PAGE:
Some Things Missing
The Request for Proposals for the $6 to $8 million expansion of the Rocky Branch sewage plant has one interesting and significant exclusion.
The RFP does not cover construction of the pipe and pump that will be needed to get the treated sewage water to Barber Creek or to the water distribution system required to carry the reuse-quality water to any customers the County may be able to line up for it.
The RFP stipulates that the project extends "only to the treatment facility property boundary." The RFP states that work beyond the 245-acre site off Rocky Branch road behind the new high school "will be addressed in a separate project."
The exclusion is interesting because the County originally planned to dump the water into an unnamed tributary at the edge of the County property, but the Georgia Environmental Protection Division has said it will not allow that, since the County sought and was granted permission to discharge into Barber Creek, not the unnamed tributary.
In addition, the County repeatedly has said discharge into Barber Creek will actually be less than the allowed 1.0 million gallons per day of treated sewage water because the County will sell the treated water to customers for irrigation. The County will have to build a separate distribution and metering system for the reuse water.
Chris Thomas, assistant director of the Oconee County Utility Department, told me in an e-mail message on September 6, 2006, that the Rocky Branch "discharge will be into the feeder creek," rather than Barber Creek itself. He copied his message to me to Utility Department head Gary Dodd. (Dodd will retire on August 6, and Thomas is set to replace him as director.)
At the December 12 hearing before the EPD, I argued that the draft permit was for the wrong stream, since it named Barber Creek and not the tributary.
The EPD in late March of 2007 informed me and others who questioned the County over its plans for the Rocky Branch plant that "The discharge is not to be occurring in the stream adjacent to the plant site, which is a tributary to Barber Creek."
On December 13–the day after the hearing--Curtis Boswell, from the Engineering & Technical Support Program at the EPD in Atlanta, sent an email message to Chris Thomas saying:
"We did a satellite view of the discharge location for the Rocky Branch facility. Looks like you guys are going to pipe approximately 1-mile to Barber Creek. I relayed this information to the Athens Banner this morning. Go ahead and submit the pump station and force main information with the plans and specifications for the wastewater facilities."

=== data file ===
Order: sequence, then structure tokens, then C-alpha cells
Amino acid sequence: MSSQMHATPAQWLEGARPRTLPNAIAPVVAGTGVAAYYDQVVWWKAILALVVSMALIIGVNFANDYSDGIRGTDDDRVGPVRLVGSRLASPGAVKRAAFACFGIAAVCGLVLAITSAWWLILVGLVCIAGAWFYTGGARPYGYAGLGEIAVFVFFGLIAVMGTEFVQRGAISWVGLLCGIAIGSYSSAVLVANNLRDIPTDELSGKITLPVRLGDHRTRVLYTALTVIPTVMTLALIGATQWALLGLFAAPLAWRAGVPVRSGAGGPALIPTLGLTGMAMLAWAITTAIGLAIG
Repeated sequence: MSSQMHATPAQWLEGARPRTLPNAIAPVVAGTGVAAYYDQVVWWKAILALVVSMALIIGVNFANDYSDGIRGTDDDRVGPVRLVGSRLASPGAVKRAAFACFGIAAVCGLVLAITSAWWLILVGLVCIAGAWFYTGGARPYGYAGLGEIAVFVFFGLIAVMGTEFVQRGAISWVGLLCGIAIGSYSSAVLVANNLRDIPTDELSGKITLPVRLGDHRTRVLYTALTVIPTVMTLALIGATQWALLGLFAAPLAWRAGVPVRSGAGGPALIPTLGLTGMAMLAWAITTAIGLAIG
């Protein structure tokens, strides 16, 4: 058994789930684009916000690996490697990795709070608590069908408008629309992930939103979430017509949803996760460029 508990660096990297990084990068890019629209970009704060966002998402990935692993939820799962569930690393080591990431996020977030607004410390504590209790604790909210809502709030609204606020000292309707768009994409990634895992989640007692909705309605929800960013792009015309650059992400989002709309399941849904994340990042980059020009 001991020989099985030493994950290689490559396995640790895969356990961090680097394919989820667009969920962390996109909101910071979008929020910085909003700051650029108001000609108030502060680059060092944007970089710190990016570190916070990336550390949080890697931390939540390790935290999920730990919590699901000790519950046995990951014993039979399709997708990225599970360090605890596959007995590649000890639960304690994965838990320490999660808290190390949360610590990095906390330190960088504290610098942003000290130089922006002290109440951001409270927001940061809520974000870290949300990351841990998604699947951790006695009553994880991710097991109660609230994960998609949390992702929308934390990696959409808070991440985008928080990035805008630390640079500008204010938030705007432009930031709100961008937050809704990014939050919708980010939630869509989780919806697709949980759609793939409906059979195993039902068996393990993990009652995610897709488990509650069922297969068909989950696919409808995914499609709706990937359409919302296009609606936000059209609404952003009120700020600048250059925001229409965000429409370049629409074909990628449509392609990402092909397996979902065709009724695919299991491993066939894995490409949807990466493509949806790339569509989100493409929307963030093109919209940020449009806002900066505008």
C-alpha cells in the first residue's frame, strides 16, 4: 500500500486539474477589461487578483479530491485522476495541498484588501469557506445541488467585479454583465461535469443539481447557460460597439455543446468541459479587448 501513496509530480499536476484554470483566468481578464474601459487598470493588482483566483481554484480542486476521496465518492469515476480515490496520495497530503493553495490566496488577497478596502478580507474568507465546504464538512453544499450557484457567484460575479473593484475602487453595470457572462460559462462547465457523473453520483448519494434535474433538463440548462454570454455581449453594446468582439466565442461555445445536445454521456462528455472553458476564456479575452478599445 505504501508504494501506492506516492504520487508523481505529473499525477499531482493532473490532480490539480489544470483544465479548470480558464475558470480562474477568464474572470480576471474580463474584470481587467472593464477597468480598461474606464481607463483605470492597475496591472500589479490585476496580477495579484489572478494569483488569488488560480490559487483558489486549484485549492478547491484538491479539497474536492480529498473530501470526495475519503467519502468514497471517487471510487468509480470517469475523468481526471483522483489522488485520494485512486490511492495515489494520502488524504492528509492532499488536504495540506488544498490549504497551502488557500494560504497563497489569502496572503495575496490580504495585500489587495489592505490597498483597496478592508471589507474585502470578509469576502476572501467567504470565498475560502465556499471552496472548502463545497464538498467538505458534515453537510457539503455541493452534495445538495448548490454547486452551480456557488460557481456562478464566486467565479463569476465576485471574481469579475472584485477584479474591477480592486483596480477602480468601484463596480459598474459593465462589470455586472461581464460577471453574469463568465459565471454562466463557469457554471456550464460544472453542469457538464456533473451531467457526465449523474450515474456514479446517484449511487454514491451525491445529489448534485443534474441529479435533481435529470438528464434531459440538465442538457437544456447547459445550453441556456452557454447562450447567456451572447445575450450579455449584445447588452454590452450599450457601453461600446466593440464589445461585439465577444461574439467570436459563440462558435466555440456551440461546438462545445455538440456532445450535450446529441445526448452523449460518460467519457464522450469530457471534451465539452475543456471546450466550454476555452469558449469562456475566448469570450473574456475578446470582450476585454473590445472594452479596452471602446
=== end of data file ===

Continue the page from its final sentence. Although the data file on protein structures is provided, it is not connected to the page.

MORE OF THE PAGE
Gary Dodd e-mailed back to Boswell about an hour later, saying:
"This can gravity all the way and it is not a mile, what you sent ABH is ok with us, if they call we will tell them this is an option that we can use. Thanks for the heads up!!"
Boswell wrote back the following day (14th of December) saying:
"The application included a map showing a 1-mile radius essentially from the headworks. The proposed discharge location fell along the radius line. Am I missing something? This is the same location identified in the wasteload allocation. It did not look downhill all the way!"
The effort to convince the Athens Banner-Herald that the County had planned to pipe the water to Barber Creek all along was successful. The reporter never wrote about the issue and apparently did not know that the County was not even certain at that point whether it would have to pump the treated sewage to Barber Creek or whether it would flow by gravity.
One way or the other, the County has to get the water off the property. Unless it tries to use the unnamed tributary to do that, it will need to seek another bid for the pipe to Barber Creek as well as the distribution system for the reuse water.
That means the $6 to $8 million cost estimate is a low one.
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